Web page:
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Be a tree – serve others, be strong and be yourself, keynote tells Gateway grads

Graduates at commencement ceremony

Wednesday’s Gateway Technical College commencement keynote speaker Je’Leslie Taylor told graduates that they and the lives they lead are like trees.

Each life is led by its own set of purposes, desires and individual ways of processing. But she told them that, like a tree, they had three separate components – the root, the trunk and the crown.

“The roots of the tree are anchored in love,” Taylor said. “Tree roots grow deep and wide. They connect and intertwine with other roots. Trees begin to anchor one another and hold one another up. The roots of your tree are your family and loved ones, especially those before you that have paved the way for you to be here today.

“When talking about the roots of your tree, never forget where you came from, who helped you get where you are now and who you are at your core. Always stay true to who you are.”

Taylor, who serves as the warden at the Racine Youthful Offender Correctional Facility, told students they are also the trunk of the tree.

“You are the trunk,” she said. “The trunk, the middle part of the tree moving upward. You are moving on up. You are moving into your careers and you must be true to yourself. Walk in your gifts and purpose.

“Choose yourself. Be authentically yourself – for you. Don’t compare yourself to others or try to be like anyone else. You are your own tree.”

Finally, Taylor told graduates they are the crown of a tree.

“Your crown, the branches and leaves of a tree, are what everyone sees,” she said. “What will your crown look like? Who will be impacted by your crown? Who will your crown serve? Servant leadership is about taking care of others. All of you have earned a degree that in some way or fashion will help you serve others in your lives and careers.”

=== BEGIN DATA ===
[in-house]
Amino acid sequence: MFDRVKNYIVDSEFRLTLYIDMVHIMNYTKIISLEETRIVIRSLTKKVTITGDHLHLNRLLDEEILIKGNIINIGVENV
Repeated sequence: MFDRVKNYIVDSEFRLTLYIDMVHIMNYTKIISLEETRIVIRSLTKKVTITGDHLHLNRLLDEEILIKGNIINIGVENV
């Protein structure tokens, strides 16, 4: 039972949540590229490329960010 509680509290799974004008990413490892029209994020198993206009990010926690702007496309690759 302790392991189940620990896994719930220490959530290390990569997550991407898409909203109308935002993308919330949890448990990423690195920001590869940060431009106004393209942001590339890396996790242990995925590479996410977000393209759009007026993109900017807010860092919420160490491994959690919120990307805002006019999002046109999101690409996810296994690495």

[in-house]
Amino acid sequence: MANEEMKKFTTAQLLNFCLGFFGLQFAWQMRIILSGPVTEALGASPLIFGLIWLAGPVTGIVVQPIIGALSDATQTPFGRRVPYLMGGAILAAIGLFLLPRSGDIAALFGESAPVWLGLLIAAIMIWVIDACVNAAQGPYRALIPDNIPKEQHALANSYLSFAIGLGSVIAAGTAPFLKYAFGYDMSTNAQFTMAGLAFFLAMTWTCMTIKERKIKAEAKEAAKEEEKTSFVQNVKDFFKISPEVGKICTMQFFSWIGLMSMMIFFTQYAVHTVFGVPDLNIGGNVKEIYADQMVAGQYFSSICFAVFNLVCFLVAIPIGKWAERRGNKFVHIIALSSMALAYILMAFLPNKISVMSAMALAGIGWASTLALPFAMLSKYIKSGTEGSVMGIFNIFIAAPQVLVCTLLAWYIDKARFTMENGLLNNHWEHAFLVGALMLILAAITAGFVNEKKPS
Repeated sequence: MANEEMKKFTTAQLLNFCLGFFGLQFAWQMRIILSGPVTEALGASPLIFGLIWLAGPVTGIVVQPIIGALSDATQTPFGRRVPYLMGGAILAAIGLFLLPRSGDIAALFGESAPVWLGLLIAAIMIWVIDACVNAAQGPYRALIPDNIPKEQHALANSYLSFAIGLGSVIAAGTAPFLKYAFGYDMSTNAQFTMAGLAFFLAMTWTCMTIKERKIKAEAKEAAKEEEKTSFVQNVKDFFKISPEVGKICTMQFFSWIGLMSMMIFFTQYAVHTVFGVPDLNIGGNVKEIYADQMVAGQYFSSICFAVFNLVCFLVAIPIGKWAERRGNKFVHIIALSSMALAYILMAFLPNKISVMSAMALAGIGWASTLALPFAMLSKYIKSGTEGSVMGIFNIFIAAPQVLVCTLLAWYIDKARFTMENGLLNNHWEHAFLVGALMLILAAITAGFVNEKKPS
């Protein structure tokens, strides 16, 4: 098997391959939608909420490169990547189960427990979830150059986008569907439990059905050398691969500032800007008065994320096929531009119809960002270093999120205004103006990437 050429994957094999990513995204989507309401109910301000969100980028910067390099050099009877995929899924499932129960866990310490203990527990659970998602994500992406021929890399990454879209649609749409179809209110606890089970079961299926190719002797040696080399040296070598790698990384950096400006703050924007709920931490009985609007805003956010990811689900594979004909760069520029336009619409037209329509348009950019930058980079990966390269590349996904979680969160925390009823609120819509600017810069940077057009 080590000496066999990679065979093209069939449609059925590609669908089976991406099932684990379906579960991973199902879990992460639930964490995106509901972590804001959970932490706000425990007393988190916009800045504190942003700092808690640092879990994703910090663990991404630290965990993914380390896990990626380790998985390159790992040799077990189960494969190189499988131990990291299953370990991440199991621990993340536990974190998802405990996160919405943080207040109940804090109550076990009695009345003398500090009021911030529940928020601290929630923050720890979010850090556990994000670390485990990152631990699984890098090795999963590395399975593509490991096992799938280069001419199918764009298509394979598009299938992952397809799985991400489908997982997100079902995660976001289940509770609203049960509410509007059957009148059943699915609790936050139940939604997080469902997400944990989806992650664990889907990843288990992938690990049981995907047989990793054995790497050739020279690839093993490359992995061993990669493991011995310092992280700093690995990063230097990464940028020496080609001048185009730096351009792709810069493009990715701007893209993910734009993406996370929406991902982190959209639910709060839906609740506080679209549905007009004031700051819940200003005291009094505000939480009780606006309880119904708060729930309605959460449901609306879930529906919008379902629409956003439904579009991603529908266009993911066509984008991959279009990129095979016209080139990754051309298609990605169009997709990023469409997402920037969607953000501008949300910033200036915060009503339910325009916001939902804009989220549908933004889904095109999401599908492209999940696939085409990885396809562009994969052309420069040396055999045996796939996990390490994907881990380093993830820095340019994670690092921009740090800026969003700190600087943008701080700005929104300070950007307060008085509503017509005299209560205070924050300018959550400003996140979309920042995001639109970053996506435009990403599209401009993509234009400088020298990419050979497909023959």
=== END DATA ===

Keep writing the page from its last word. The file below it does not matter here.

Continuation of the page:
Taylor, who has worked for the state of Wisconsin for more than 30 years, also serves as the interim warden at the Racine Correctional Institution – the second-largest facility in Wisconsin – and the Sturtevant Transitional Facility.

Wednesday’s ceremony honored the School of Health, the School of Liberal Arts and Sciences and the School of Protective and Human Services, and it was one of two held by the college this week to recognize an estimated 1,382 graduates from the Summer 2023, Fall 2023, Spring 2024 and Summer 2024 semesters who will complete their program. About 550 graduates will participate in the two ceremonies.

The college already held its first commencement, Tuesday, for the School of Business and Transportation and the School of Manufacturing, Engineering and Information Technology.

Student Responder Ashlyn Rozhon told the audience that the college has provided a solid education for students to succeed in their future careers.

“Gateway has provided us invaluable opportunities, including class projects, internships, clinical rotations, study abroad trips and service opportunities – offering us real-world experiences and practical skills,” said Rozhon.

Rozhon earned a Gateway Associate of Applied Science Physical Therapist Assistant degree and was named a Gateway Global Scholar and a Gateway Service Scholar.

A solid education isn’t all the college has provided students, Rozhon added.

“While Gateway has equipped us with a comprehensive education, it has also given us the gift of lifelong friendships, friendships with those who were once strangers in a classroom and staff members we once called on for guidance.”

The college honored 2024 Gateway Technical College Alumni Association Distinguished Alumni Tony Gonzalez at the ceremony. Gonzalez graduated from Gateway’s Law Enforcement Academy in 2008. He currently is a captain with the Kenosha County Police Department. He earned a bachelor’s degree in criminal justice, as well as a master’s degree in organizational leadership and administration from Concordia University-Wisconsin.

Archived videos of the ceremonies will be available in the next few days on Gateway’s website at